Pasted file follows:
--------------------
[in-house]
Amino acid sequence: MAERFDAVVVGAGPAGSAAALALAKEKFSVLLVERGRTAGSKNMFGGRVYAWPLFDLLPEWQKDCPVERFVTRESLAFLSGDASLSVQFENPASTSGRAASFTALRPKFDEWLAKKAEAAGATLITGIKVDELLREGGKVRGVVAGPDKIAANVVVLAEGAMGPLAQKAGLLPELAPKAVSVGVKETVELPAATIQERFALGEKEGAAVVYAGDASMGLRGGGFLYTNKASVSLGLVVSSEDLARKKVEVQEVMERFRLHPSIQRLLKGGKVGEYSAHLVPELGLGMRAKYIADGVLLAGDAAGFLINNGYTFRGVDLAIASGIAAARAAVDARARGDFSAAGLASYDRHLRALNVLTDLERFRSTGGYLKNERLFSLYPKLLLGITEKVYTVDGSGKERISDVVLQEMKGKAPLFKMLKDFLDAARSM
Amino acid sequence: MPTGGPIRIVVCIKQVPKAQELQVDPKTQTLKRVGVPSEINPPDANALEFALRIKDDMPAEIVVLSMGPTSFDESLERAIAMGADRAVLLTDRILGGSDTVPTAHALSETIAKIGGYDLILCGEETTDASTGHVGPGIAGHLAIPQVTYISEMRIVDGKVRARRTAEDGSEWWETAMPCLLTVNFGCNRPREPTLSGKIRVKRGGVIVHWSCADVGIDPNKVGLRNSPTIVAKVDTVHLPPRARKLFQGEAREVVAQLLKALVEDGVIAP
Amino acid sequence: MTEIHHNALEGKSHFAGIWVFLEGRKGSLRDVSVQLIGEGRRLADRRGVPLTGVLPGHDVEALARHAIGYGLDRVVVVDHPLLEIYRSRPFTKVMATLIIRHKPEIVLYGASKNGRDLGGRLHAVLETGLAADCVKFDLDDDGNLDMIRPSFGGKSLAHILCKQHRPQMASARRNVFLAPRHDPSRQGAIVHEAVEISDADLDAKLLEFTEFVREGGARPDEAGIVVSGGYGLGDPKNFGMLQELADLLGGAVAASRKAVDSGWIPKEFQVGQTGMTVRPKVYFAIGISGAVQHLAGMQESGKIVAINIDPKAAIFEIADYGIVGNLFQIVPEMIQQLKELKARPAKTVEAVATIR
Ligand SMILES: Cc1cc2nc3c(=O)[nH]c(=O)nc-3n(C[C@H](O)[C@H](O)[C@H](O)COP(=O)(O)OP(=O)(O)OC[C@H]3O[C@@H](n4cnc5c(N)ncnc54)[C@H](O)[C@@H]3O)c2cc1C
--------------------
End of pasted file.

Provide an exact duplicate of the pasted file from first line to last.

[in-house]
Amino acid sequence: MAERFDAVVVGAGPAGSAAALALAKEKFSVLLVERGRTAGSKNMFGGRVYAWPLFDLLPEWQKDCPVERFVTRESLAFLSGDASLSVQFENPASTSGRAASFTALRPKFDEWLAKKAEAAGATLITGIKVDELLREGGKVRGVVAGPDKIAANVVVLAEGAMGPLAQKAGLLPELAPKAVSVGVKETVELPAATIQERFALGEKEGAAVVYAGDASMGLRGGGFLYTNKASVSLGLVVSSEDLARKKVEVQEVMERFRLHPSIQRLLKGGKVGEYSAHLVPELGLGMRAKYIADGVLLAGDAAGFLINNGYTFRGVDLAIASGIAAARAAVDARARGDFSAAGLASYDRHLRALNVLTDLERFRSTGGYLKNERLFSLYPKLLLGITEKVYTVDGSGKERISDVVLQEMKGKAPLFKMLKDFLDAARSM
Amino acid sequence: MPTGGPIRIVVCIKQVPKAQELQVDPKTQTLKRVGVPSEINPPDANALEFALRIKDDMPAEIVVLSMGPTSFDESLERAIAMGADRAVLLTDRILGGSDTVPTAHALSETIAKIGGYDLILCGEETTDASTGHVGPGIAGHLAIPQVTYISEMRIVDGKVRARRTAEDGSEWWETAMPCLLTVNFGCNRPREPTLSGKIRVKRGGVIVHWSCADVGIDPNKVGLRNSPTIVAKVDTVHLPPRARKLFQGEAREVVAQLLKALVEDGVIAP
Amino acid sequence: MTEIHHNALEGKSHFAGIWVFLEGRKGSLRDVSVQLIGEGRRLADRRGVPLTGVLPGHDVEALARHAIGYGLDRVVVVDHPLLEIYRSRPFTKVMATLIIRHKPEIVLYGASKNGRDLGGRLHAVLETGLAADCVKFDLDDDGNLDMIRPSFGGKSLAHILCKQHRPQMASARRNVFLAPRHDPSRQGAIVHEAVEISDADLDAKLLEFTEFVREGGARPDEAGIVVSGGYGLGDPKNFGMLQELADLLGGAVAASRKAVDSGWIPKEFQVGQTGMTVRPKVYFAIGISGAVQHLAGMQESGKIVAINIDPKAAIFEIADYGIVGNLFQIVPEMIQQLKELKARPAKTVEAVATIR
Ligand SMILES: Cc1cc2nc3c(=O)[nH]c(=O)nc-3n(C[C@H](O)[C@H](O)[C@H](O)COP(=O)(O)OP(=O)(O)OC[C@H]3O[C@@H](n4cnc5c(N)ncnc54)[C@H](O)[C@@H]3O)c2cc1C